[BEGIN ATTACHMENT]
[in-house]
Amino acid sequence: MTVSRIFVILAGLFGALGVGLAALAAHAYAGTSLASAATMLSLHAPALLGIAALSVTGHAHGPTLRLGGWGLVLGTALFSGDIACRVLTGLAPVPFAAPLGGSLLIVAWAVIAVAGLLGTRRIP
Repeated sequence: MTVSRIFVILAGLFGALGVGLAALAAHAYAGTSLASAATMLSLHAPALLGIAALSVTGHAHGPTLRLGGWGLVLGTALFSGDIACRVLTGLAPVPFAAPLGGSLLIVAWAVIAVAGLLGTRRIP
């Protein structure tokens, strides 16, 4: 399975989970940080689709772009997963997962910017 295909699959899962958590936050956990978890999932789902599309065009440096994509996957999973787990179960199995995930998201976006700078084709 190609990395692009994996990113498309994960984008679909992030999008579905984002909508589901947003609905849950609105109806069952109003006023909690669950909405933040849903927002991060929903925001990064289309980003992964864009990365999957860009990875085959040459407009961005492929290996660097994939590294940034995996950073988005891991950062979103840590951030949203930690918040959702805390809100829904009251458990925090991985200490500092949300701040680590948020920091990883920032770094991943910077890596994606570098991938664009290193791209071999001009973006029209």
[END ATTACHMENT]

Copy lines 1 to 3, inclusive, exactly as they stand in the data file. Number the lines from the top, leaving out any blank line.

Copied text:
[in-house]
Amino acid sequence: MTVSRIFVILAGLFGALGVGLAALAAHAYAGTSLASAATMLSLHAPALLGIAALSVTGHAHGPTLRLGGWGLVLGTALFSGDIACRVLTGLAPVPFAAPLGGSLLIVAWAVIAVAGLLGTRRIP
Repeated sequence: MTVSRIFVILAGLFGALGVGLAALAAHAYAGTSLASAATMLSLHAPALLGIAALSVTGHAHGPTLRLGGWGLVLGTALFSGDIACRVLTGLAPVPFAAPLGGSLLIVAWAVIAVAGLLGTRRIP